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Spaceballs 2: The Long, Strange History of the Troubled Sequel

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Released in 1987, Spaceballs was the legendary Mel Brooks' first film in six years. Following a string of movies that he directed, wrote and starred in, he took on just acting responsibilities for the underrated To Be or Not To Be. When he returned for the sci-fi parody, he brought an eclectic but strong cast of comic actors -- Bill Pullman, Daphne Zuniga, John Candy, Joan Rivers and Rick Moranis -- with him. While it may not reach the comic heights of his earlier fare like Young Frankenstein and Blazing SaddlesSpaceballs has become a true cult classic since its release.

Of all his films, it's the only one that set itself up for future sequels. But despite multiple attempts and even an animated spin-off, an official sequel has never come to fruition. Now, CBR is taking a look back at the ill-fated attempts to bring Spaceballs back to the big screen.

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Spaceballs III

The first proposed sequel for Spaceballs was called Spaceballes III: The Search for Space Balls II. During a 2013 interview, Rick Moranis spoke about how the sequel was considered in the initial years following the original Spaceballs. "Mel wanted to do a sequel after it became a cult video hit," Moranis explained. "It wasn’t a box office hit. It was a cult video hit, and MGM wanted to do a sequel. And my idea for it was Spaceballs III: The Search for Spaceballs II."

The compelling premise would naturally play up the frequent jokes in the original about setting up a sequel by making those jokes the primary gag of the next film.

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However, according to Moranis, the plan fell apart due to budget. "I wasn’t privy to what the budget was or anything, but the deal he presented me, what he wanted me to do, was not workable... because it is so specific, it’s counter-productive to talk about it. But I was unable to make a deal, and it would have been something I would have wanted to do. But that ship has sailed."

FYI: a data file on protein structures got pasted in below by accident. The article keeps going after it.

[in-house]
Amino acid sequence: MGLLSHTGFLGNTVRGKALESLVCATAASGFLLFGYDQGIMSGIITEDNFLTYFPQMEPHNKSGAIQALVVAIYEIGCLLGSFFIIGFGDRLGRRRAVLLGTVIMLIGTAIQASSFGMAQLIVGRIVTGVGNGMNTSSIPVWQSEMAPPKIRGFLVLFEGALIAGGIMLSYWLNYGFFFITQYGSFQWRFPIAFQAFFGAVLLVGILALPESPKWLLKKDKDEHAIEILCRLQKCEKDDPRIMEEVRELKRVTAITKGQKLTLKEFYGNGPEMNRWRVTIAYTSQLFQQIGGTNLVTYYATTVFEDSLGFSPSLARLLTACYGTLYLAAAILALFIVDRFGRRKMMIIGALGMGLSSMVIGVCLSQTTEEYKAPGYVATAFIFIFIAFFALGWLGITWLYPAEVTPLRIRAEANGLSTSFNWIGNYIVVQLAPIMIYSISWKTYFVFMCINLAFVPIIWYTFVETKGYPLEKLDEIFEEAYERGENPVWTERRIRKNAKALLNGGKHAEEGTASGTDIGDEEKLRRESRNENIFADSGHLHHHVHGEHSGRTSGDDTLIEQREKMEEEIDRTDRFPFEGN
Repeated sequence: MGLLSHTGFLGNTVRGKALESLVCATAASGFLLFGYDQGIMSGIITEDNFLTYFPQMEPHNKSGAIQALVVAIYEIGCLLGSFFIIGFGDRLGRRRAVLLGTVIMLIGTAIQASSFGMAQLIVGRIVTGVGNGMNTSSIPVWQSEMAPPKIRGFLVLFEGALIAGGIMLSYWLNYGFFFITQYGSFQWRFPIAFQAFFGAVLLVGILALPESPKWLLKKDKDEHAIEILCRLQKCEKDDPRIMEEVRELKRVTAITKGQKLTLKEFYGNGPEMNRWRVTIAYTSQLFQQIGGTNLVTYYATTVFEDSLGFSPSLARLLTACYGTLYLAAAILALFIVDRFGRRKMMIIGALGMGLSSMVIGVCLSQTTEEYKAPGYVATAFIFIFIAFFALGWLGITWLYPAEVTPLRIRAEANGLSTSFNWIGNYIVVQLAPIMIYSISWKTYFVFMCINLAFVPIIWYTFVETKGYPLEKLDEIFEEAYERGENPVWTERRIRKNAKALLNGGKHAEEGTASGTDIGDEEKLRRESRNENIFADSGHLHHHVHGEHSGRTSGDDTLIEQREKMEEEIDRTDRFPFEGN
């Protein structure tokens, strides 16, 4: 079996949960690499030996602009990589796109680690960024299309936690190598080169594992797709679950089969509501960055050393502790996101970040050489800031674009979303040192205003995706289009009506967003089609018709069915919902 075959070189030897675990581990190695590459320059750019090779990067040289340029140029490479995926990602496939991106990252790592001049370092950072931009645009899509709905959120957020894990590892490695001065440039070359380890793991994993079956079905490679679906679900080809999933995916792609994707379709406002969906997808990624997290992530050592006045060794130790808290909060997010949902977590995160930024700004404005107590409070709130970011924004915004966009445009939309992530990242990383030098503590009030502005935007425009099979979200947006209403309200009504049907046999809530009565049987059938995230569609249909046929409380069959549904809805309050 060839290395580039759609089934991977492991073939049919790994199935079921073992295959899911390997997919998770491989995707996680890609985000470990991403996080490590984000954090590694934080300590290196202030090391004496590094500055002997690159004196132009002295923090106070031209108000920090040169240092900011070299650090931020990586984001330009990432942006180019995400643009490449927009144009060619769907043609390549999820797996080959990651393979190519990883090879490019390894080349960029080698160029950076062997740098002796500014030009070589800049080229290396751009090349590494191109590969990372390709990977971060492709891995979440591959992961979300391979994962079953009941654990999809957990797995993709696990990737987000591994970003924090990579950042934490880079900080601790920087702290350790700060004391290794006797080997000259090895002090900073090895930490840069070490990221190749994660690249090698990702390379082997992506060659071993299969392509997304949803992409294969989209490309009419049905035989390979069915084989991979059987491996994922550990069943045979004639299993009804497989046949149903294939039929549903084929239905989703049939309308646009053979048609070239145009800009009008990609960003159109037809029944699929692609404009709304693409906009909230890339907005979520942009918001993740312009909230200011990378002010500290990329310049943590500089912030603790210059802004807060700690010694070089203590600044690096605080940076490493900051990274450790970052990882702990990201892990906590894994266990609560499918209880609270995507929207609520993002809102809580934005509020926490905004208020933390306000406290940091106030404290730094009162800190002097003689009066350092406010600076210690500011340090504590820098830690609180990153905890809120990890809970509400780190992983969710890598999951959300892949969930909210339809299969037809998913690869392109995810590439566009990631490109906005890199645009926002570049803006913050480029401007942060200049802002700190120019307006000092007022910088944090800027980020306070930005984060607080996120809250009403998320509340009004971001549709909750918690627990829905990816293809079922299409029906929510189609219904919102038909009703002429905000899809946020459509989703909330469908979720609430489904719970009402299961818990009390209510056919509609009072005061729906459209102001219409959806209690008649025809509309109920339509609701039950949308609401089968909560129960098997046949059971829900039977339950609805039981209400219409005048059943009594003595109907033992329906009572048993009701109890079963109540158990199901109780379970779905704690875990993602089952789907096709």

SPACEBALLS: THE ANIMATED SERIES

While that intended follow-up never happened, it doesn't mean that the premise was ever fully abandoned. In the 2000s, Spaceballs: The Animated Series was produced in conjunction with the American cable channel G4 and Canadian network Super Channel. The series was produced by Brooks, with much of the original cast returning for the show. However, this did not include key cast members Bill Pullman and Rick Moranis, who turned down offers to return to their original roles, or John Candy, who had since passed away.

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The series was initially intended to air in 2007, but was pushed back to 2008. The show played out more as a series of general parodies instead of focusing just on sci-fi narratives. The series poked fun at everything from Lord of the Rings and Harry Potter to Grant Theft Auto and American Idol. However, the series only received lukewarm reviews and was canceled after one season of 13 episodes.

SPACEBALLS: THE SEARCH FOR MORE MONEY

Rick Moranis in Spaceballs

Following the smash success of Star Wars: The Force Awakens, the idea of another Spaceballs started gaining traction again. Brooks publicly discussed wanting to use Spaceballs 2 to poke fun at the revamped Star Wars films and could have still used the long-teased subtitle, "The Search For Money," as the perfect gag.

By this point, that might not be a viable option. Moranis is mostly retired, although he did reprise the role of Dark Helmet for an episode of the ABC sitcom The Goldbergs, and Brooks has said he wouldn't make the sequel without Moranis involved. Other cast members from the original, such as the aforementioned John Candy as well as Joan Rivers, Dick Van Patten and Dom DeLuise have all passed away from various causes.

While Brooks might still want to bring the film to life, it seems less and less likely that Spaceballs 2 will ever see the light of day. However, there's always a chance that the search for money could still continue some day.

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